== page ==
Why I Have a Bust of John Quincy Adams

JQA_BustI have a bust of John Quincy Adams on my desk.

Why?

Because few Americans are greater symbols of resolution, loyalty to country and the courage to overcome defeat.

Moreover, John Quincy Adams is a reminder of how one lawyer can make a difference in the United States.

JQA suffered a massive stroke on the Floor of the House of Representatives on February 21, 1848.

He served in the House from 1830 to his death on February 23, 1848. He is the only American President to be elected and serve in Congress after his Presidency. [While President Andrew John was elected to the Senate by the Redeemer Government in Tennessee, he died before taking the oath of office.] During this time, President John Quincy Adams earned the nickname Old Man Eloquent.

Never before in our country’s history had there been a larger funeral for a former President of the United States. Statesmen and a grieving procession several miles long accompanied Adams’ body back to Quincy, Massachusetts. In true government fashion, Adams’ coffin was several inches too wide for the crypt.

Only one other state funeral would have a larger outpouring of national grief in the 19th Century. It was for an attorney from Illinois who served one term in Congress. His name was Lincoln.

JQA grew up at the founding of the United States, thanks in large part to his father’s determination to see an independent United States of America. A boy who became an ambassador (and the only family where the grandfather, father and grandson each served as Ambassador to England); the US Senator who lost his office because of his support for the Embargo Act of 1807; the statesman who helped negotiate the end of the War of 1812; the Secretary of State who defined 19th Century foreign policy with the Monroe Doctrine; and a man elected President of the United States by the House after a disputed election with four candidates.

President John Quincy Adams was the first “modern” President who did not wear a wig, worn clothes modern for the time and had what would be considered a progressive administration. He wanted roads, a Naval Academy and what would be called the Smithsonian. He also wrote in his diary daily, even go so far to teach himself to write left-handed when his right hand became tired. He also swam nude in the Potomac to exercise…which would not go over well today.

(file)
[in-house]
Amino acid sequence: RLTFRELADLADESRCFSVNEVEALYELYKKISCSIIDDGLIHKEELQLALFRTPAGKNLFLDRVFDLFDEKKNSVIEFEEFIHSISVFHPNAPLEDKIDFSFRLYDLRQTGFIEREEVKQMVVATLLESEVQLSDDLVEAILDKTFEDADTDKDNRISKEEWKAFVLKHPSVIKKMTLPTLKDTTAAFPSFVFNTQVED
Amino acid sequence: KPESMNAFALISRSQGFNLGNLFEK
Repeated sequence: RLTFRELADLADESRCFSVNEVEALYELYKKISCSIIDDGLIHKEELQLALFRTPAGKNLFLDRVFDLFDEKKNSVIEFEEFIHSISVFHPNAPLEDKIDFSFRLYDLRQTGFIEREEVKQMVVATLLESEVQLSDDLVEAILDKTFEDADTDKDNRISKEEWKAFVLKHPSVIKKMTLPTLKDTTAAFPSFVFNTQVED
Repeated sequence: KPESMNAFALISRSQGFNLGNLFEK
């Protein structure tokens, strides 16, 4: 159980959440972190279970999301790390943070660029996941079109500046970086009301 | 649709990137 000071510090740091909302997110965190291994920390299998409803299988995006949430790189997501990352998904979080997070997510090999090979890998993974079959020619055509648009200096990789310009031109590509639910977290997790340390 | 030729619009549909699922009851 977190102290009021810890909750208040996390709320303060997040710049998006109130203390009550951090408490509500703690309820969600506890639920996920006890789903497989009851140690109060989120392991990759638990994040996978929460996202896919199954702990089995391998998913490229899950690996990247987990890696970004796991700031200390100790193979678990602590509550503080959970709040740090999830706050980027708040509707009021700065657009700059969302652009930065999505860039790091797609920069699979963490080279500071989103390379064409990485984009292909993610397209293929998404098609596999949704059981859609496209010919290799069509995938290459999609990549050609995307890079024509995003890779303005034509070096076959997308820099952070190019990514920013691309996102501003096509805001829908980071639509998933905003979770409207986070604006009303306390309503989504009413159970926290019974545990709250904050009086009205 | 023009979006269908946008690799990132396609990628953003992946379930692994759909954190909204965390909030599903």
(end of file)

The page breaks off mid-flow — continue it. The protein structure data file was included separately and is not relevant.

Unfortunately, his Presidency was a total failure. Congress dug in and opposed him on every issue, biding their time for Andrew Jackson.

Adams lost the election of 1828. Many historians joke it was probably more honorable to have lost than won that race. During the campaign, Jackson’s people accused Adams as having supplied the Russian Tsar with American virgins while Adams was Commissioner to Russia (which was not true); the Adams camp produced the Coffin Hand Bill, which accused Jackson of being a bigamist, having killed men in duels and being illiterate. All of which were true about Jackson.

Jackson could also spit blood at will on people he argued with, thanks to a dueling injury.

To be fair, Jackson’s wife did not have a proper divorce from her first husband. The stress of the election also killed her.

Adams was one of two Presidents not to attend his successor’s Inauguration. The other was John Adams.

How does a man totally defeated from the Presidency have the courage to run for the House of Representatives? How does he serve with honor and dedication until his dying day? Where does that courage come from?

Congressman John Quincy Adams fought tooth and nail against the Gag Rule, the practice of tabling without reading petitions on slavery. Adams called the Gag Rule exactly what it was: an outright violation of the First Amendment, denying citizens the right to petition their government for grievances. Adams was once greeted in Ohio for his defense of the First Amendment with a banner declaring he was the “Defender of the Rights of Man.”

In time, John Quincy Adams’ allies grew. One was Joshua R Giddings. Congressman Giddings also took up many of Adams’ causes. Like most Congressmen of the time, many lived in boarding houses and ate together. Adams and Giddings lived at the same boarding. Giddings roommate was Abraham Lincoln.

So, why a bust of John Quincy Adams? Because I admire a lawyer who lived, fought and died in order to make America better.

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